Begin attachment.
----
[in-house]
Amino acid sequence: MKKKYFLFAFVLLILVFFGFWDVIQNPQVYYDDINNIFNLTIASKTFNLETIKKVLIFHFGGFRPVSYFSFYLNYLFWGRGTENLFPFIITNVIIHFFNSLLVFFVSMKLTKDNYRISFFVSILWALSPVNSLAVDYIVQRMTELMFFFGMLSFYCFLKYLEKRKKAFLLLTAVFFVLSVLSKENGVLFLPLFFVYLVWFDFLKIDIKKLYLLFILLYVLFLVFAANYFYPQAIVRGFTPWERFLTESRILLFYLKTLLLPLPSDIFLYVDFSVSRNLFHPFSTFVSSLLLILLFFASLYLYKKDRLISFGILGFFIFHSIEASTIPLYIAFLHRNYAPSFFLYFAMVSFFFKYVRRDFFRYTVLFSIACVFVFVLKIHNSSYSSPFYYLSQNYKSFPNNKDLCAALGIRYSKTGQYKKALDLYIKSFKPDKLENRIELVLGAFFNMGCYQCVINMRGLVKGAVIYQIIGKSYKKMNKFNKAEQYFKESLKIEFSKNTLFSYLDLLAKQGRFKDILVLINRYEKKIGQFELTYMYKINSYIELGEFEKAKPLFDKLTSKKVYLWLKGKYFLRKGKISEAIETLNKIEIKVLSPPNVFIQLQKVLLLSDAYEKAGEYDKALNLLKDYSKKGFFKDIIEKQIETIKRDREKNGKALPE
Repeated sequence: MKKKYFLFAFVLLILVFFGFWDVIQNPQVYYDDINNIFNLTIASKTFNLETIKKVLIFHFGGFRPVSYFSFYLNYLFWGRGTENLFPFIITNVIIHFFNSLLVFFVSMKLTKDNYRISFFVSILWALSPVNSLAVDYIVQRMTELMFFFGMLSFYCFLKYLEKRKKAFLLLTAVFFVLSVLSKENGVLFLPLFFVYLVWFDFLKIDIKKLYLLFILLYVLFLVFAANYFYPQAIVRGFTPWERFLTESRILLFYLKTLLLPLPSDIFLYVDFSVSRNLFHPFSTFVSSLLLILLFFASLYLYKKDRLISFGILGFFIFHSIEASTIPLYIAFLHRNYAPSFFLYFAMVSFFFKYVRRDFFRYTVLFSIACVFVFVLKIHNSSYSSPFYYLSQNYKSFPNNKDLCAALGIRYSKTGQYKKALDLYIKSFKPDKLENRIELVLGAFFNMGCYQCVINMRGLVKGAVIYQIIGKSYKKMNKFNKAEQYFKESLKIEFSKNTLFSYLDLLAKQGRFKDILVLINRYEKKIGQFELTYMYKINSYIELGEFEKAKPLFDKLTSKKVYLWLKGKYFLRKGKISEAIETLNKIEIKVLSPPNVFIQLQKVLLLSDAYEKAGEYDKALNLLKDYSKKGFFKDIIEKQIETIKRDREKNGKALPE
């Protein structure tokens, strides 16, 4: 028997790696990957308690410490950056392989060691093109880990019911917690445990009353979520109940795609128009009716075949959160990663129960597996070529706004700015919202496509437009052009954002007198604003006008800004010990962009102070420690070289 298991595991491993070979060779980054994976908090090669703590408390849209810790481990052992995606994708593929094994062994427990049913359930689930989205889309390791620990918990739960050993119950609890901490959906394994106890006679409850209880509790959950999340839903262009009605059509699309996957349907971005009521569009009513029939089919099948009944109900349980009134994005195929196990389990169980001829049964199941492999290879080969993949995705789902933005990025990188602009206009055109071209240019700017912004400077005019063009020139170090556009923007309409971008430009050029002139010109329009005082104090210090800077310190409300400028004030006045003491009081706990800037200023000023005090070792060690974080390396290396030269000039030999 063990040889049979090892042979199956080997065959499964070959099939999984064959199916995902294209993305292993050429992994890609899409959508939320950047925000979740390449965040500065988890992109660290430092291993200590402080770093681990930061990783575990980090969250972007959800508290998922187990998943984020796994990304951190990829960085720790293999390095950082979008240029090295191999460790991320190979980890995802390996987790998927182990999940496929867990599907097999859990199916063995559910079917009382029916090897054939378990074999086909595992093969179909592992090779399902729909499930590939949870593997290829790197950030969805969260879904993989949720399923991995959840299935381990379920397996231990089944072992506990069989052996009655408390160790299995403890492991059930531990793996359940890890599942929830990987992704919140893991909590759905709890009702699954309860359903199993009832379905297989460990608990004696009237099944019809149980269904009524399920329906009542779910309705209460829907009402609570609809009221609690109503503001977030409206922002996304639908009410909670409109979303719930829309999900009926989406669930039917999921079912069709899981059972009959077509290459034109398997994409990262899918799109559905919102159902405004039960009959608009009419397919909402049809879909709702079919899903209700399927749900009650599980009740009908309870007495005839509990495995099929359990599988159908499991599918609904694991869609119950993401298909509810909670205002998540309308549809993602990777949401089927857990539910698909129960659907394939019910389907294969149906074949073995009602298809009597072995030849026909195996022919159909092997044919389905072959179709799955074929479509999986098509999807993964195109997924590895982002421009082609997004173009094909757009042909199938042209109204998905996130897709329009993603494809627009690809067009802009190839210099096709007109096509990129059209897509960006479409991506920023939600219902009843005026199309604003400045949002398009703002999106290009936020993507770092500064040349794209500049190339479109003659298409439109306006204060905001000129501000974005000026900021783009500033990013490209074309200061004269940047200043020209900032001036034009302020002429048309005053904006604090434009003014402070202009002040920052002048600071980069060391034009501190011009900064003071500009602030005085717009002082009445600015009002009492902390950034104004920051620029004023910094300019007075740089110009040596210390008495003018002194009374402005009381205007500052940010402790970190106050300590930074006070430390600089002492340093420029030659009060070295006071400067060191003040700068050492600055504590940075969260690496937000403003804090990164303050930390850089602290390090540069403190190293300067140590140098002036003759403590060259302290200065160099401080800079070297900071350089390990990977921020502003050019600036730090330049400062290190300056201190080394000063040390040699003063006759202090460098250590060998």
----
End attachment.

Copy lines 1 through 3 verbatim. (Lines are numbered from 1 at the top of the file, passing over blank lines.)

[in-house]
Amino acid sequence: MKKKYFLFAFVLLILVFFGFWDVIQNPQVYYDDINNIFNLTIASKTFNLETIKKVLIFHFGGFRPVSYFSFYLNYLFWGRGTENLFPFIITNVIIHFFNSLLVFFVSMKLTKDNYRISFFVSILWALSPVNSLAVDYIVQRMTELMFFFGMLSFYCFLKYLEKRKKAFLLLTAVFFVLSVLSKENGVLFLPLFFVYLVWFDFLKIDIKKLYLLFILLYVLFLVFAANYFYPQAIVRGFTPWERFLTESRILLFYLKTLLLPLPSDIFLYVDFSVSRNLFHPFSTFVSSLLLILLFFASLYLYKKDRLISFGILGFFIFHSIEASTIPLYIAFLHRNYAPSFFLYFAMVSFFFKYVRRDFFRYTVLFSIACVFVFVLKIHNSSYSSPFYYLSQNYKSFPNNKDLCAALGIRYSKTGQYKKALDLYIKSFKPDKLENRIELVLGAFFNMGCYQCVINMRGLVKGAVIYQIIGKSYKKMNKFNKAEQYFKESLKIEFSKNTLFSYLDLLAKQGRFKDILVLINRYEKKIGQFELTYMYKINSYIELGEFEKAKPLFDKLTSKKVYLWLKGKYFLRKGKISEAIETLNKIEIKVLSPPNVFIQLQKVLLLSDAYEKAGEYDKALNLLKDYSKKGFFKDIIEKQIETIKRDREKNGKALPE
Repeated sequence: MKKKYFLFAFVLLILVFFGFWDVIQNPQVYYDDINNIFNLTIASKTFNLETIKKVLIFHFGGFRPVSYFSFYLNYLFWGRGTENLFPFIITNVIIHFFNSLLVFFVSMKLTKDNYRISFFVSILWALSPVNSLAVDYIVQRMTELMFFFGMLSFYCFLKYLEKRKKAFLLLTAVFFVLSVLSKENGVLFLPLFFVYLVWFDFLKIDIKKLYLLFILLYVLFLVFAANYFYPQAIVRGFTPWERFLTESRILLFYLKTLLLPLPSDIFLYVDFSVSRNLFHPFSTFVSSLLLILLFFASLYLYKKDRLISFGILGFFIFHSIEASTIPLYIAFLHRNYAPSFFLYFAMVSFFFKYVRRDFFRYTVLFSIACVFVFVLKIHNSSYSSPFYYLSQNYKSFPNNKDLCAALGIRYSKTGQYKKALDLYIKSFKPDKLENRIELVLGAFFNMGCYQCVINMRGLVKGAVIYQIIGKSYKKMNKFNKAEQYFKESLKIEFSKNTLFSYLDLLAKQGRFKDILVLINRYEKKIGQFELTYMYKINSYIELGEFEKAKPLFDKLTSKKVYLWLKGKYFLRKGKISEAIETLNKIEIKVLSPPNVFIQLQKVLLLSDAYEKAGEYDKALNLLKDYSKKGFFKDIIEKQIETIKRDREKNGKALPE